In past years, I’ve tried to do position previews before Husky football season kicked off. Usually these previews fizzled out somewhere between the linebackers and the secondary. In an attempt to end this, I have simplified the previews this year. I will be previewing the offense in one post and the defense in the next. I will do a general overview of each side of the ball first and then break down the position groups (although I’m not going to make those all that in-depth). I don’t plan on listing all 90-plus guys on the roster over these but I will try to give an idea of what I think about the starters and the depth at each position. With these things in mind, let’s get started with the offense!
Heading in to 2012, the Husky offense was thought to be a strong point of the team. They had lost their top receivers and one of the great Husky running backs of all time but they had a stud tight-end, a few exciting prospects at running back, a returning offensive line, a decent receiving group, and a Heisman contender at quarterback. Things didn’t exactly go to plan.
Before the season began, the Huskies were already down a few offensive linemen. That continued throughout the season and caused the offense to fall apart. The tight-end was great. A star was found at running back. But, the offensive line couldn’t pass block, a second, third and fourth receiving option was never found, and Keith Price went from a Heisman dark horse to a guy that some people wanted benched. The offense was a disappointment, but it was one that people could make excuses for.
In the spring, the Huskies started to implement a no-huddle offense. This has continued and will be used this season. Apparently, the playbook is close to the same. While they may have simplified it some, Sark has not moved to a spread offense. I will talk about how this affects the defense in the next post but it has yet to be seen how it will affect the offense. If the playbook really hasn’t changed much, I think the offense has a chance to special. Sark has always been good at taking advantage of match-ups on the offensive side and as long as this is the focus of the offense and not just ‘going fast’ I feel confident in what the team can do. The offensive line returns almost everyone and the depth of the whole offense could make running the no-huddle effective.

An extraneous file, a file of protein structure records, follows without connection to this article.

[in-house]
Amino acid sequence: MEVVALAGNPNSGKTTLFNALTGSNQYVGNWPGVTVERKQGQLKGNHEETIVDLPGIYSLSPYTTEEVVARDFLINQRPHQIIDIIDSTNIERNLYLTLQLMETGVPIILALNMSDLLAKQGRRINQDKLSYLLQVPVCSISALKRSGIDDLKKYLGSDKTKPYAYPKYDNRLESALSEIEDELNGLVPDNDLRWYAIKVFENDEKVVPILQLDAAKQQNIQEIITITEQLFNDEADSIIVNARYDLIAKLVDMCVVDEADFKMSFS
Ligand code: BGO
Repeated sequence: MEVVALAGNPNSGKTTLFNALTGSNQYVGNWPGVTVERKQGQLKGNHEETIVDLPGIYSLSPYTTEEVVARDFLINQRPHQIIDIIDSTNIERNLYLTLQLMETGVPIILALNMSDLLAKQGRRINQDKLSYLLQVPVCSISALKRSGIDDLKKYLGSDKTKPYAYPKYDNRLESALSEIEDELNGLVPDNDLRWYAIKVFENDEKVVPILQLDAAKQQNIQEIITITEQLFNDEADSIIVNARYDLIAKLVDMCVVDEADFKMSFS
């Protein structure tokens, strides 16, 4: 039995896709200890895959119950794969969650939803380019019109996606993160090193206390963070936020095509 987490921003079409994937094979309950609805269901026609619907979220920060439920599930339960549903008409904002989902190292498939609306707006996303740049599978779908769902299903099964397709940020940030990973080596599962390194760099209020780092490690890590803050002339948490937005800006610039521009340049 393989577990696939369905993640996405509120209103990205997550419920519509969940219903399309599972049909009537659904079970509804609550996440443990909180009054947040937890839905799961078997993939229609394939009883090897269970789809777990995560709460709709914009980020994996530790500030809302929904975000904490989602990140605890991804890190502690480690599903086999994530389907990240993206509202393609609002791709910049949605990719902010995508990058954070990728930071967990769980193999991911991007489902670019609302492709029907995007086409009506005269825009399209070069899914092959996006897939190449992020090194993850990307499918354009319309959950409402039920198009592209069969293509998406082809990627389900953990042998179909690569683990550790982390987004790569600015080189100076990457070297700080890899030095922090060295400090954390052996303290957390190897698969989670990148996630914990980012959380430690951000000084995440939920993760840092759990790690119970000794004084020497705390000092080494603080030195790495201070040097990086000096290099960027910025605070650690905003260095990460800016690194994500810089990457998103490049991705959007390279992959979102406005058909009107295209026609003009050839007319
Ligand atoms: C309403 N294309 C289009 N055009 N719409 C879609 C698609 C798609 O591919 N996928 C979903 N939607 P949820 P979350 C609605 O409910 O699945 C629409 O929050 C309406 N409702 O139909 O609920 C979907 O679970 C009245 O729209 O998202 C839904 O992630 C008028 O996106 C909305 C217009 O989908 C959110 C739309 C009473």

Position Previews –
Starter – Keith Price (RSr.)
Keith Price was extremely efficient and productive in his first year as a starter in 2011. Last year, he was a shadow of himself. Price couldn’t move around very well, was constantly pressured, and made questionable decisions. His efficiency in the red-zone, which was what made him great in 2011, slipped dramatically. Price seemed to want to be too perfect at times and played scared at other times. I’m hopeful that playing in the no-huddle offense will limit his thinking and get him back to just playing ‘Keith Price’ football. He is only a few touchdown passes short of breaking the UW career record. He’s had an amazing career, regardless of the last two games of 2012. Here’s hoping he gets back to his improvising, accurate ways. I’m glad he’s our quarterback.
The Depth – Cyler Miles (RFr.), Jeff Lindquist (RFr.), Troy Williams (Fr.)
It seems like what is listed above is the pecking order. Miles has separated himself as the backup. He is a good athlete and a play-maker. His weakness seems to be his arm strength. Lindquist came in with Miles and, while he may have fallen behind him now, appears to be in the running for the starting job next year. Jeff is from Mercer Island and has a stronger arm but maybe not the big play ability of Miles. Williams is a true freshman and was highly recruited around the country. He is mobile and said to throw the best ball out of all of the quarterbacks (maybe not the most accurate, but the strongest and best spiral). Expect Williams to redshirt unless everything falls apart. Unlike last year, the quarterback depth appears to be in solid shape and they seem to be capable backups. Continue reading